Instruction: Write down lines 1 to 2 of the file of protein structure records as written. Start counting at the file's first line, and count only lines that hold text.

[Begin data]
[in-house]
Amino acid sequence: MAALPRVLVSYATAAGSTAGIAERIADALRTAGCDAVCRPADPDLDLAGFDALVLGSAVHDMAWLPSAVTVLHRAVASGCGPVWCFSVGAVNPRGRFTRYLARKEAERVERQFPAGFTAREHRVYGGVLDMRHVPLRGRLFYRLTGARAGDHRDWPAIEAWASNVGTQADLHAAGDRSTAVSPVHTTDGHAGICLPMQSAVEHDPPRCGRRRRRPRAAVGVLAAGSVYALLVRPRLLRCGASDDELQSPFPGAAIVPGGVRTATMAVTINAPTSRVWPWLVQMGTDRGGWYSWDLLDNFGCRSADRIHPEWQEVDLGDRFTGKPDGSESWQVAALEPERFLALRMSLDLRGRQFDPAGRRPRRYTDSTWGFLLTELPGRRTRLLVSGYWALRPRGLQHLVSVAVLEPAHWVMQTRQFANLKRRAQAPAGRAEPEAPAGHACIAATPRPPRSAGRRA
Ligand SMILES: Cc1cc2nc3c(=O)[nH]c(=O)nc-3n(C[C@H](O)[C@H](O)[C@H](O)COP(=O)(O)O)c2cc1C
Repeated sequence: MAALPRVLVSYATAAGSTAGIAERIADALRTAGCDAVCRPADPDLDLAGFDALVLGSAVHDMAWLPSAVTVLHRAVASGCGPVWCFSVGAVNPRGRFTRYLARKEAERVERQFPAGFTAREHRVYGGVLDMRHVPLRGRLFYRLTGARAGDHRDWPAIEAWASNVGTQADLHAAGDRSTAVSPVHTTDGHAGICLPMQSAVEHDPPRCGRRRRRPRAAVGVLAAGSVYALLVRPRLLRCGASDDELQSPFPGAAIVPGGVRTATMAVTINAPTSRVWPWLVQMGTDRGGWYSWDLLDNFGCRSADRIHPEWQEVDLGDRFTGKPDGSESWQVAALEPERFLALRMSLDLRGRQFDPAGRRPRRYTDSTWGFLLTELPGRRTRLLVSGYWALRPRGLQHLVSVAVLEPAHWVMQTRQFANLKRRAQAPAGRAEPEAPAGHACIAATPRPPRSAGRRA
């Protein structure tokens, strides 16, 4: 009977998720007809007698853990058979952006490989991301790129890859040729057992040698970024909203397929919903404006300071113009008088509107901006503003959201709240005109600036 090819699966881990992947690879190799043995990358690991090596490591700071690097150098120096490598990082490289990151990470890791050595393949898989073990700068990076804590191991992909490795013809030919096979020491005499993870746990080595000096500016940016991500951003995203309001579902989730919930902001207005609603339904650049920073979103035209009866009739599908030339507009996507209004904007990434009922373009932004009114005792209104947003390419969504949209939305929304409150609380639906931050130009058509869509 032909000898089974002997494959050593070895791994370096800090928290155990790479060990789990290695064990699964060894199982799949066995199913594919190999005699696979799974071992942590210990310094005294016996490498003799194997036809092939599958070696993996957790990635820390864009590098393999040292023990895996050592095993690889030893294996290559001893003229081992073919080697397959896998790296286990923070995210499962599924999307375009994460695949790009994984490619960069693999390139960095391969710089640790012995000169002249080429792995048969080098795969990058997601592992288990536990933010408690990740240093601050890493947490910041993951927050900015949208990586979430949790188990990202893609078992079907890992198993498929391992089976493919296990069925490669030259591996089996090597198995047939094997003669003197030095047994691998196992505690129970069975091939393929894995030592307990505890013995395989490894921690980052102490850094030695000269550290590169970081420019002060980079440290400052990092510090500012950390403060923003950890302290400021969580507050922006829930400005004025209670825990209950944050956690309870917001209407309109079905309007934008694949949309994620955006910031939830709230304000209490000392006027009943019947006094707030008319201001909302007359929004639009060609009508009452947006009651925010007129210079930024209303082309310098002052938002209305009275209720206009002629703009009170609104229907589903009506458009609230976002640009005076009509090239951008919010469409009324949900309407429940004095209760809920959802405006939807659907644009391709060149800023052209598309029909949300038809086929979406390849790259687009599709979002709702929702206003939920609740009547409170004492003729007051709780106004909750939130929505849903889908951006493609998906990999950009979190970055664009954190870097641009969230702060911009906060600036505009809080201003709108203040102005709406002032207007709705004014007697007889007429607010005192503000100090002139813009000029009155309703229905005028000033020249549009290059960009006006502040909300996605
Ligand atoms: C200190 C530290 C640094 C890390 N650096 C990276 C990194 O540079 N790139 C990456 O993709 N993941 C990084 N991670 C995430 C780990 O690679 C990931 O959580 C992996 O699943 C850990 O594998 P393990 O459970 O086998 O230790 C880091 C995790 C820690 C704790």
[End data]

[in-house]
Amino acid sequence: MAALPRVLVSYATAAGSTAGIAERIADALRTAGCDAVCRPADPDLDLAGFDALVLGSAVHDMAWLPSAVTVLHRAVASGCGPVWCFSVGAVNPRGRFTRYLARKEAERVERQFPAGFTAREHRVYGGVLDMRHVPLRGRLFYRLTGARAGDHRDWPAIEAWASNVGTQADLHAAGDRSTAVSPVHTTDGHAGICLPMQSAVEHDPPRCGRRRRRPRAAVGVLAAGSVYALLVRPRLLRCGASDDELQSPFPGAAIVPGGVRTATMAVTINAPTSRVWPWLVQMGTDRGGWYSWDLLDNFGCRSADRIHPEWQEVDLGDRFTGKPDGSESWQVAALEPERFLALRMSLDLRGRQFDPAGRRPRRYTDSTWGFLLTELPGRRTRLLVSGYWALRPRGLQHLVSVAVLEPAHWVMQTRQFANLKRRAQAPAGRAEPEAPAGHACIAATPRPPRSAGRRA